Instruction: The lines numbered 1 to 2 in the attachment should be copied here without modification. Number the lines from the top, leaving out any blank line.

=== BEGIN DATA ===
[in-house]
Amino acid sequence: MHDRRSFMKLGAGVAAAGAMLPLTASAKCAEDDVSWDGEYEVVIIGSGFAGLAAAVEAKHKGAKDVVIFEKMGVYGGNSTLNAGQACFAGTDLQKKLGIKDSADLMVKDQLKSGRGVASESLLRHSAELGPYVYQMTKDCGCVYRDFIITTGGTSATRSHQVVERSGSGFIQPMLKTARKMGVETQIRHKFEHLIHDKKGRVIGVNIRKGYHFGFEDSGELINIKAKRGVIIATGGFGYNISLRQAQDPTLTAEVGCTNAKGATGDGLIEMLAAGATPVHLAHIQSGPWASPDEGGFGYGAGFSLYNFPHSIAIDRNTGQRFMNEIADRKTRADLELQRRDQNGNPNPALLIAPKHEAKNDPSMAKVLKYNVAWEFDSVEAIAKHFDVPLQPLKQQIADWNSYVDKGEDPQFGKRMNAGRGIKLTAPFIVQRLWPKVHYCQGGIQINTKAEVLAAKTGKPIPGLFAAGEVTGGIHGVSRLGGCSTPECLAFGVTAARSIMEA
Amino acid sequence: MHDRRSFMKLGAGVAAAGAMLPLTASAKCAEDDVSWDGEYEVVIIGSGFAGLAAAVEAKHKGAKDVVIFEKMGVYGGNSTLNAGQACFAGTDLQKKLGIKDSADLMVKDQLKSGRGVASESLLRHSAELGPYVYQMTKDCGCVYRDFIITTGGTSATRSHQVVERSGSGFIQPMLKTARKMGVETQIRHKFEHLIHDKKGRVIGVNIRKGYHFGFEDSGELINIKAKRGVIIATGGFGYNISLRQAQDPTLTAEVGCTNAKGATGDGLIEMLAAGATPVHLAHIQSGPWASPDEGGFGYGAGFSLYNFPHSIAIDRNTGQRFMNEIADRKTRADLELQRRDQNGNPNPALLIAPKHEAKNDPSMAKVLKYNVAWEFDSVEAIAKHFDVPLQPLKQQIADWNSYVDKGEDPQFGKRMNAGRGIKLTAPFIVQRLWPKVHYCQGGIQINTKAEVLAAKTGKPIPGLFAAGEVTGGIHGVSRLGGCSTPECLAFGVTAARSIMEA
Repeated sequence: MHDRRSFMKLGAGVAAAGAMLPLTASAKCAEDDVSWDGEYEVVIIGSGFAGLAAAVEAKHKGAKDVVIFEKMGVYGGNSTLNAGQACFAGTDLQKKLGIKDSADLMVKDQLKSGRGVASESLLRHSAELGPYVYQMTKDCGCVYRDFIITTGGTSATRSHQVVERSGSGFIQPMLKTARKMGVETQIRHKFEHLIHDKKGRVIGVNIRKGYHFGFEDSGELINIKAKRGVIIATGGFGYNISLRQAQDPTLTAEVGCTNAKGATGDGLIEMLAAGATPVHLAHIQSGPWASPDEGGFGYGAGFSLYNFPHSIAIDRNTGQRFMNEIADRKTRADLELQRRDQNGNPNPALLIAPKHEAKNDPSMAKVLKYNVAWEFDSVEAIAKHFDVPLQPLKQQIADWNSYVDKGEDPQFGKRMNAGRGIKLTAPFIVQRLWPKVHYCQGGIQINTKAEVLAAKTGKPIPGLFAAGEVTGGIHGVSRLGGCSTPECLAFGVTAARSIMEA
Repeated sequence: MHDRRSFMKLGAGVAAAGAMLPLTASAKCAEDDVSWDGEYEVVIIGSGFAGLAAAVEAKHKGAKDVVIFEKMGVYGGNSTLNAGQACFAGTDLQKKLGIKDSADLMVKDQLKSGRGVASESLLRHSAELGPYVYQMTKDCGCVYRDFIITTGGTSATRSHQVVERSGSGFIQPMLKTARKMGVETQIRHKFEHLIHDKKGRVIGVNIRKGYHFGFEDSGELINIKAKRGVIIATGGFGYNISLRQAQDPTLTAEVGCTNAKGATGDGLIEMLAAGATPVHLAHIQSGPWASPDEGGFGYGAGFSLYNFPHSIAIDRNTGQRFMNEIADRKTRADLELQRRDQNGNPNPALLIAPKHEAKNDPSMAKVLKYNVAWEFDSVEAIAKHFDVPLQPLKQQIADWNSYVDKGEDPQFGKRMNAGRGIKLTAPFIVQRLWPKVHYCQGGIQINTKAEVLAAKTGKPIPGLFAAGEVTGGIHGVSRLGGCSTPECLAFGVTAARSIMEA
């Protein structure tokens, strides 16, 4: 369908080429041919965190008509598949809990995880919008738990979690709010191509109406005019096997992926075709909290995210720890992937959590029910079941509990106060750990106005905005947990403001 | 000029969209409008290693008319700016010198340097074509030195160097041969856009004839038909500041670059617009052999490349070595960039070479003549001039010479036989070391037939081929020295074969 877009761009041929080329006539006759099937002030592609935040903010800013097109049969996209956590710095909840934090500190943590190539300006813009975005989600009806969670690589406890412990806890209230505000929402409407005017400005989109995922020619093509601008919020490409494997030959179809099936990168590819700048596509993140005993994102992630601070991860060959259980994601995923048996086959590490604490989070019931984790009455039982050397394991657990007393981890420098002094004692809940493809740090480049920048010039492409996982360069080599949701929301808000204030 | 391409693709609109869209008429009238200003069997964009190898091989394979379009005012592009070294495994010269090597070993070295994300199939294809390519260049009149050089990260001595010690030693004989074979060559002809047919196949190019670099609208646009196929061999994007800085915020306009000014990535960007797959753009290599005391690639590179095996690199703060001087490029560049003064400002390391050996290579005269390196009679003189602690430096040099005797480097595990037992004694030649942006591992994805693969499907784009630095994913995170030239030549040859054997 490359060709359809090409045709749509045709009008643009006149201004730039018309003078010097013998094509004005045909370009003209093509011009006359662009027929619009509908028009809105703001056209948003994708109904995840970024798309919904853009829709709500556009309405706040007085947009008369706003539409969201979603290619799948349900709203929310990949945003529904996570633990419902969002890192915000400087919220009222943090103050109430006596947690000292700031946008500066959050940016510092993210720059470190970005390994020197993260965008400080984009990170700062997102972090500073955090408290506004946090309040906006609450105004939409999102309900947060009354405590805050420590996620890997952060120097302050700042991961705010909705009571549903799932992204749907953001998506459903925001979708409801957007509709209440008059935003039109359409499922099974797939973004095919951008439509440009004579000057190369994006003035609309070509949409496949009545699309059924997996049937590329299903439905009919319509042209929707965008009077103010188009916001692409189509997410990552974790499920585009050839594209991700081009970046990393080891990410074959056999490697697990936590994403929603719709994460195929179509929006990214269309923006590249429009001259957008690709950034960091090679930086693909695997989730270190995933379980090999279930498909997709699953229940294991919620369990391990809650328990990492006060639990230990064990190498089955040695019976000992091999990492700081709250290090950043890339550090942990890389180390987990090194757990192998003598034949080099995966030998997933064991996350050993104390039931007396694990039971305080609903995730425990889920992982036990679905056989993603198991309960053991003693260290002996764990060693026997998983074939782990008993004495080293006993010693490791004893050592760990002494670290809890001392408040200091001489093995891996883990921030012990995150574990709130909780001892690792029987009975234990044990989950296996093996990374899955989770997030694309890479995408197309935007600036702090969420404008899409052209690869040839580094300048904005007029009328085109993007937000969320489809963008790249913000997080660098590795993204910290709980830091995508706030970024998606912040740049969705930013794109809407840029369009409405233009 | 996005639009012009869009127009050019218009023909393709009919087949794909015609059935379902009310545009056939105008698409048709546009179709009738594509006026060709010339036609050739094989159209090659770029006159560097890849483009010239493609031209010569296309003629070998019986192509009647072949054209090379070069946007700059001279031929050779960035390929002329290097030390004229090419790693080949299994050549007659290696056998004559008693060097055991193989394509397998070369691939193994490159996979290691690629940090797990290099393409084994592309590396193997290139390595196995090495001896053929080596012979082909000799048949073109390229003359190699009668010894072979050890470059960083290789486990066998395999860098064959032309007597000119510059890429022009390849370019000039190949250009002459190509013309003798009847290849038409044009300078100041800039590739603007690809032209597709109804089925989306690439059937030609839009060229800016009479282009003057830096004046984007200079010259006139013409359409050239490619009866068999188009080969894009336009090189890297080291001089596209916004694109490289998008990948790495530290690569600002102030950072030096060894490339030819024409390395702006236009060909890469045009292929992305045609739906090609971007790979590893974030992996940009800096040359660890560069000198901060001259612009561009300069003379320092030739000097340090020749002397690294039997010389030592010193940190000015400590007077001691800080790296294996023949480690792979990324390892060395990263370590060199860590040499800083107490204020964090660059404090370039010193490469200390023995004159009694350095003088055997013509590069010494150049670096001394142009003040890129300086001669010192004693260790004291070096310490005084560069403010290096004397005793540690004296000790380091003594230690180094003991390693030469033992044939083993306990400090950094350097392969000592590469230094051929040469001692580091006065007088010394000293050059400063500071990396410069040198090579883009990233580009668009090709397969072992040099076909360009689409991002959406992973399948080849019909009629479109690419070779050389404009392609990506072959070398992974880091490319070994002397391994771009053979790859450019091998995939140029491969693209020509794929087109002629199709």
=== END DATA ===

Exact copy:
[in-house]
Amino acid sequence: MHDRRSFMKLGAGVAAAGAMLPLTASAKCAEDDVSWDGEYEVVIIGSGFAGLAAAVEAKHKGAKDVVIFEKMGVYGGNSTLNAGQACFAGTDLQKKLGIKDSADLMVKDQLKSGRGVASESLLRHSAELGPYVYQMTKDCGCVYRDFIITTGGTSATRSHQVVERSGSGFIQPMLKTARKMGVETQIRHKFEHLIHDKKGRVIGVNIRKGYHFGFEDSGELINIKAKRGVIIATGGFGYNISLRQAQDPTLTAEVGCTNAKGATGDGLIEMLAAGATPVHLAHIQSGPWASPDEGGFGYGAGFSLYNFPHSIAIDRNTGQRFMNEIADRKTRADLELQRRDQNGNPNPALLIAPKHEAKNDPSMAKVLKYNVAWEFDSVEAIAKHFDVPLQPLKQQIADWNSYVDKGEDPQFGKRMNAGRGIKLTAPFIVQRLWPKVHYCQGGIQINTKAEVLAAKTGKPIPGLFAAGEVTGGIHGVSRLGGCSTPECLAFGVTAARSIMEA